So, what's the big deal with planar magnetic? These drivers utilise an entirely different concept from dynamic drivers often found in gaming headsets. Each driver uses a large, flat diaphragm manipulated by magnets to produce audio. The end result tends to be a much more natural, broader sound than a dynamic driver with plenty of bass.

For the Maxwell, the benefit of planar magnetic drivers is apparent as soon as you listen to any music or play any game. The level of clarity and tonal separation is fantastic. It's possible to tune in and isolate almost any sound pumping through these planars at any one time. That's wonderful when you're trying to relax into your favorite album, but it's also crucially important when playing competitive shooters.

Audeze has opted for a closed-back design here, which is great for noise isolation but can usually lead to a more closed-in sound profile. That's not the case here, however, as the Maxwell sound impressively wide and expansive. That's likely down to the planar drivers working their magic.

However, you do have to be aware of a few drawbacks with the Maxwell. Firstly, this is a heavy headset thanks to those chunky drivers, and secondly, it's very expensive. The best wireless audiophile headset, unsurprisingly, doesn't come cheap. That said, we think they're worth every penny because you can use the Maxwell for a lot more than gaming on your PC.

Wireless connectivity means you're not locked to your desk while wearing them, which is pretty freeing, but the Maxwell also offers Bluetooth connectivity. You're free to take these headphones with you out of the house, and you won't be laughed at—at least not for your choice of headset—as the Maxwell looks for the most part like any other pair of over-ear headphones. It doesn't look like a PC gaming accessory. There are also heaps of quick controls to make using this headset out and about much easier.

Read our full Audeze Maxwell review.

Best gaming headset for streaming

The best gaming headset for streaming

Specifications

Wireless: No
Driver-type: 45 mm Dynamic
Connectivity: USB Type-A w/ Type-C adapter, Analog XLR
Frequency response: 15–28,000 Hz
Features: Cardioid condenser mic

Reasons to buy

+
Best headset mic I've tried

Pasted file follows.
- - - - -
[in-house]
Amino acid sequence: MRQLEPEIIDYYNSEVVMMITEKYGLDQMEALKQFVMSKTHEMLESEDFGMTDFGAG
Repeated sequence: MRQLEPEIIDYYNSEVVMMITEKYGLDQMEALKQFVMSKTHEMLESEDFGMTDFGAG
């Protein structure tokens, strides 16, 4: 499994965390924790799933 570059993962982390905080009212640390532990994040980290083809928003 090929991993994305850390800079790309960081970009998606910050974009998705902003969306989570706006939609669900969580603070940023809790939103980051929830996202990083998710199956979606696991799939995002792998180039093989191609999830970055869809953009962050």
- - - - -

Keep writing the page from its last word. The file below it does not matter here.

+
Excellent cans too
+
Plug and play

Reasons to avoid

-
No sound control on headset
-
Expensive for a wired headset
Buy if...

✅ You don't want a desk microphone: If you're a streamer or content creator, the ATH-M50x STS StreamSet is capable of fantastic mic quality without the dedicated mic.

Don't buy if...

❌ You're after a cheaper option: You could buy a gaming headset and one of the best cheap microphones for less than this all-in-one option.

The best gaming headset for streamers goes to the Audio-Technica ATH-M50xSTS StreamSet. An awful lot of gaming headsets we've had the pleasure of wearing have had pretty poor quality microphones in comparison to a dedicated mic. They're mostly fine for game chats and yelling at your friends, but the second you want your voice to sound good they can get in the bin.

An average gamer probably won't mind too much, and would rather their headset delivers great sound and maybe forgoes the mic quality for a cheaper price. But there's a reason most streamers, podcasters, and content creators of many stripes will have a dedicated desk mic for those higher-quality recordings.

Even our absolute favourite gaming headsets fail to go toe-to-toe with an average-quality desktop microphone. Audio Technica's new ATH-M50xSTS StreamSet headset says hell no to that, spend all that money on me instead.

Listening to music is a lovely experience in the ATH-M50xSTS, which you'd expect for an Audio Technica headset. These are essentially a rebuild of the ATH-M50x so they're brimming with that good sound DNA. It's well balanced with little details shining through in songs. It's also a little bass-heavy in the way that all headsets tend to be, but it's fairly mild and the bright treble and warm tones are lovely to be immersed in.

With such a dedication to monitor mode, there are no buttons for anything else on the headset. It makes sense, especially for a headset that wants to make sure you sound good. All other audio is meant to be controlled through your PC. Remembering to reach for your PC volume controls as opposed to the headset itself takes a little bit of getting used to, but I think the trade-off in simplicity is worth it. 

The whole point of the ATH-M50xSTS StreamSet is to have a good mic, of course, but wow does it good. Audio Technica has packed a cardioid condenser, based on the brand's 20-series mics, into the attached boom and its recording quality is absolutely fantastic.

One thing that really stands out is how old-school-cool this gaming headset is. There aren't any real drivers to worry about, and certainly no blaring gamer software to have to not only install but also navigate. These are plug-and-play in the truest of sense and for people much cooler than us, there's even an incredibly uncommon analog XLR option, which feels like it goes further to show off audio reverence in these devices.

This headset/mic combination doesn't disappoint in any way, delivering amazing sound quality and recording that'll see your desktop mic gathering dust.

Read our full Audio-Technica ATH-M50xSTS StreamSet review.

Also tested

Razer BlackShark V2